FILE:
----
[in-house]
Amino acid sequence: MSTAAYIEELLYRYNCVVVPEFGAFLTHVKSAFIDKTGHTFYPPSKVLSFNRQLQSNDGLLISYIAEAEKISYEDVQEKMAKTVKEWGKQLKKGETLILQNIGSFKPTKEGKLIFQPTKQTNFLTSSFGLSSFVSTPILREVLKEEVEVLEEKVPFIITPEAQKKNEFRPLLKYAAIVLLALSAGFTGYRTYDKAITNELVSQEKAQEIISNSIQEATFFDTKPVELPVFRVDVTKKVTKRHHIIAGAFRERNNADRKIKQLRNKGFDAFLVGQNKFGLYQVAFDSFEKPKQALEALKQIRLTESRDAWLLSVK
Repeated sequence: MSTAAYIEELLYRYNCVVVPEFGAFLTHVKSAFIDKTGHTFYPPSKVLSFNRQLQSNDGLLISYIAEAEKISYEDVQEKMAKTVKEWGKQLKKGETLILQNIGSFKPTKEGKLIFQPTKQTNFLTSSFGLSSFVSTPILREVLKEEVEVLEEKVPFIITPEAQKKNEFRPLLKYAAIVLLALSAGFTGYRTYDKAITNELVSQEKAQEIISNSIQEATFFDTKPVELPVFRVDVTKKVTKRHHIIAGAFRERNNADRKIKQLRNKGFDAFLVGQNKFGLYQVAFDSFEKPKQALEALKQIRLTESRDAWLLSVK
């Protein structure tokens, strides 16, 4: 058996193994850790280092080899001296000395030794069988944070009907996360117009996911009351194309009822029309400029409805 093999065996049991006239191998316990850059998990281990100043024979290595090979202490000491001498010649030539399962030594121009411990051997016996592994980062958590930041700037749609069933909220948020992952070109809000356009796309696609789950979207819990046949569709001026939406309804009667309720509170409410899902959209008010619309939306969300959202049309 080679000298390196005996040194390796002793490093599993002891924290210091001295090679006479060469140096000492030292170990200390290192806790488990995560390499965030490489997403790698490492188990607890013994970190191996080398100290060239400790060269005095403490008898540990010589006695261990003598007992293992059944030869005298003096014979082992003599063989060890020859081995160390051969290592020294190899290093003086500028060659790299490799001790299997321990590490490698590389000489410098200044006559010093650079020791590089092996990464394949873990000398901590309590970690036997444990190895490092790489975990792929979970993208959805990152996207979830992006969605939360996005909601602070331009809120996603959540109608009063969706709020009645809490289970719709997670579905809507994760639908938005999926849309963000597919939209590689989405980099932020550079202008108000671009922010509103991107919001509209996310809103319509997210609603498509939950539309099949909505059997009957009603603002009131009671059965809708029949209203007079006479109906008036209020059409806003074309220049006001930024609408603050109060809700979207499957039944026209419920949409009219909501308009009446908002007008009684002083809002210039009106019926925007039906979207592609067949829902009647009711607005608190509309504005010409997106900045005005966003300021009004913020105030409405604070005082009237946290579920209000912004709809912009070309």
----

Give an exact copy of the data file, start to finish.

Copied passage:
[in-house]
Amino acid sequence: MSTAAYIEELLYRYNCVVVPEFGAFLTHVKSAFIDKTGHTFYPPSKVLSFNRQLQSNDGLLISYIAEAEKISYEDVQEKMAKTVKEWGKQLKKGETLILQNIGSFKPTKEGKLIFQPTKQTNFLTSSFGLSSFVSTPILREVLKEEVEVLEEKVPFIITPEAQKKNEFRPLLKYAAIVLLALSAGFTGYRTYDKAITNELVSQEKAQEIISNSIQEATFFDTKPVELPVFRVDVTKKVTKRHHIIAGAFRERNNADRKIKQLRNKGFDAFLVGQNKFGLYQVAFDSFEKPKQALEALKQIRLTESRDAWLLSVK
Repeated sequence: MSTAAYIEELLYRYNCVVVPEFGAFLTHVKSAFIDKTGHTFYPPSKVLSFNRQLQSNDGLLISYIAEAEKISYEDVQEKMAKTVKEWGKQLKKGETLILQNIGSFKPTKEGKLIFQPTKQTNFLTSSFGLSSFVSTPILREVLKEEVEVLEEKVPFIITPEAQKKNEFRPLLKYAAIVLLALSAGFTGYRTYDKAITNELVSQEKAQEIISNSIQEATFFDTKPVELPVFRVDVTKKVTKRHHIIAGAFRERNNADRKIKQLRNKGFDAFLVGQNKFGLYQVAFDSFEKPKQALEALKQIRLTESRDAWLLSVK
């Protein structure tokens, strides 16, 4: 058996193994850790280092080899001296000395030794069988944070009907996360117009996911009351194309009822029309400029409805 093999065996049991006239191998316990850059998990281990100043024979290595090979202490000491001498010649030539399962030594121009411990051997016996592994980062958590930041700037749609069933909220948020992952070109809000356009796309696609789950979207819990046949569709001026939406309804009667309720509170409410899902959209008010619309939306969300959202049309 080679000298390196005996040194390796002793490093599993002891924290210091001295090679006479060469140096000492030292170990200390290192806790488990995560390499965030490489997403790698490492188990607890013994970190191996080398100290060239400790060269005095403490008898540990010589006695261990003598007992293992059944030869005298003096014979082992003599063989060890020859081995160390051969290592020294190899290093003086500028060659790299490799001790299997321990590490490698590389000489410098200044006559010093650079020791590089092996990464394949873990000398901590309590970690036997444990190895490092790489975990792929979970993208959805990152996207979830992006969605939360996005909601602070331009809120996603959540109608009063969706709020009645809490289970719709997670579905809507994760639908938005999926849309963000597919939209590689989405980099932020550079202008108000671009922010509103991107919001509209996310809103319509997210609603498509939950539309099949909505059997009957009603603002009131009671059965809708029949209203007079006479109906008036209020059409806003074309220049006001930024609408603050109060809700979207499957039944026209419920949409009219909501308009009446908002007008009684002083809002210039009106019926925007039906979207592609067949829902009647009711607005608190509309504005010409997106900045005005966003300021009004913020105030409405604070005082009237946290579920209000912004709809912009070309």